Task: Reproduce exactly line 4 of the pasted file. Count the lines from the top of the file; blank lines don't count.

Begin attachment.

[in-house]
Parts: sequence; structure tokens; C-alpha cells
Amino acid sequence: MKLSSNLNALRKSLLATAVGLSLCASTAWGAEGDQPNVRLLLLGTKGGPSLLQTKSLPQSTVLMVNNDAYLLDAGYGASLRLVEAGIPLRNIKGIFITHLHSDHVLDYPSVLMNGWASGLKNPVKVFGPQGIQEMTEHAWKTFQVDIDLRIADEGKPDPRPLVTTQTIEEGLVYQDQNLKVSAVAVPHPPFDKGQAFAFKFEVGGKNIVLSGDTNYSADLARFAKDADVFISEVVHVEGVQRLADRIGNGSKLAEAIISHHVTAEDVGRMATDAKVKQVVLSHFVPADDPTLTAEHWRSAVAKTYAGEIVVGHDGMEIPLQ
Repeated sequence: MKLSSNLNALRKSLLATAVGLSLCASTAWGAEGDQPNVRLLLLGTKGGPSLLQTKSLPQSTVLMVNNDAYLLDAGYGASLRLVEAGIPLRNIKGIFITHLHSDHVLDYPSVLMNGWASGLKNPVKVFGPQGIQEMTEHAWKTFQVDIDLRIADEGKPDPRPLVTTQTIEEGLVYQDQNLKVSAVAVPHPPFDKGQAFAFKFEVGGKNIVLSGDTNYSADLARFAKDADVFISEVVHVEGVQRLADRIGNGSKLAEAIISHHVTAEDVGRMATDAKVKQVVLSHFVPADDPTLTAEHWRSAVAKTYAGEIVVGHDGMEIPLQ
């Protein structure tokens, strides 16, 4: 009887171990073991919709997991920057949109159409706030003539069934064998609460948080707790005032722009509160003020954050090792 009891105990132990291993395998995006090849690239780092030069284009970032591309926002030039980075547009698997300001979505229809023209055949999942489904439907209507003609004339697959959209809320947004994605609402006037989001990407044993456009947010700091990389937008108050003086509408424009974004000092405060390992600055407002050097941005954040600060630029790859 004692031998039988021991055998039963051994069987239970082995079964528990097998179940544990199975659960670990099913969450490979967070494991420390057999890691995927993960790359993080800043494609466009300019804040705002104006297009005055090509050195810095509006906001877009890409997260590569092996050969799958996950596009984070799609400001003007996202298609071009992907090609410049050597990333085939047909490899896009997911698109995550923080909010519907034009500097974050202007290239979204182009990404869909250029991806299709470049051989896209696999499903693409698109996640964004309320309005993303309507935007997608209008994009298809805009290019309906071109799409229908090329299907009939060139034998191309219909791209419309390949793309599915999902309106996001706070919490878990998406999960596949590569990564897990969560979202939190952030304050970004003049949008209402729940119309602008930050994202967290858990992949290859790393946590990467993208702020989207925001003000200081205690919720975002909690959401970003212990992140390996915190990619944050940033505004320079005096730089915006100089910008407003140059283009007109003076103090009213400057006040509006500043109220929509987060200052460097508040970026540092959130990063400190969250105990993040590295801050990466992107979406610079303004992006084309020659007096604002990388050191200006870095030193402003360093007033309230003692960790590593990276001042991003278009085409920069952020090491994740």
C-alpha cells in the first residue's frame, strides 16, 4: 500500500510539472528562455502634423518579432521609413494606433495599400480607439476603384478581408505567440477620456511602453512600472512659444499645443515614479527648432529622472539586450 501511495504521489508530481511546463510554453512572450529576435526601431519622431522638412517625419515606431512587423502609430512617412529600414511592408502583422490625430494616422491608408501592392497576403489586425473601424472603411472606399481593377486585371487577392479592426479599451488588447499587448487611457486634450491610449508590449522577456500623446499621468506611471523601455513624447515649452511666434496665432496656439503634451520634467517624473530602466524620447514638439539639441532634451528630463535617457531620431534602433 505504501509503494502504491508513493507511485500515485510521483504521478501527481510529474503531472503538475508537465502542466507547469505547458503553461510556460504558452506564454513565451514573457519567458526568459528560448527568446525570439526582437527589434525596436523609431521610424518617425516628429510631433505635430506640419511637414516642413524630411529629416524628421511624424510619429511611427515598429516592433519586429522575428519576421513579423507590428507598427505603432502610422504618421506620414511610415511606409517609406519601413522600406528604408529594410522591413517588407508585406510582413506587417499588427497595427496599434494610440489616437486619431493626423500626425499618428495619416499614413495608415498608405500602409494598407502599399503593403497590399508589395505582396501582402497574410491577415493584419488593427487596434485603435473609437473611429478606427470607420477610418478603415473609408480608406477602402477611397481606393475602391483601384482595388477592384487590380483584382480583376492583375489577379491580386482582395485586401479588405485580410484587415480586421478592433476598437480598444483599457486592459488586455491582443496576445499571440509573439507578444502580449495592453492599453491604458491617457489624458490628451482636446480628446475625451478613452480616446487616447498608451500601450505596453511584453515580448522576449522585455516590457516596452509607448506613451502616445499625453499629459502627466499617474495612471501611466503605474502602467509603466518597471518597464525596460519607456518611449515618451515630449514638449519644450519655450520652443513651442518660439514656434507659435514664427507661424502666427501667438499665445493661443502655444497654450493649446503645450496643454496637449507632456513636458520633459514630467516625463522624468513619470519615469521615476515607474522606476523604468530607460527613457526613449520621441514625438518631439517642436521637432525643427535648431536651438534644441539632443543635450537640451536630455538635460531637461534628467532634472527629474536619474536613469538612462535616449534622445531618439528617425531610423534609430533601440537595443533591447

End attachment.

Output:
Repeated sequence: MKLSSNLNALRKSLLATAVGLSLCASTAWGAEGDQPNVRLLLLGTKGGPSLLQTKSLPQSTVLMVNNDAYLLDAGYGASLRLVEAGIPLRNIKGIFITHLHSDHVLDYPSVLMNGWASGLKNPVKVFGPQGIQEMTEHAWKTFQVDIDLRIADEGKPDPRPLVTTQTIEEGLVYQDQNLKVSAVAVPHPPFDKGQAFAFKFEVGGKNIVLSGDTNYSADLARFAKDADVFISEVVHVEGVQRLADRIGNGSKLAEAIISHHVTAEDVGRMATDAKVKQVVLSHFVPADDPTLTAEHWRSAVAKTYAGEIVVGHDGMEIPLQ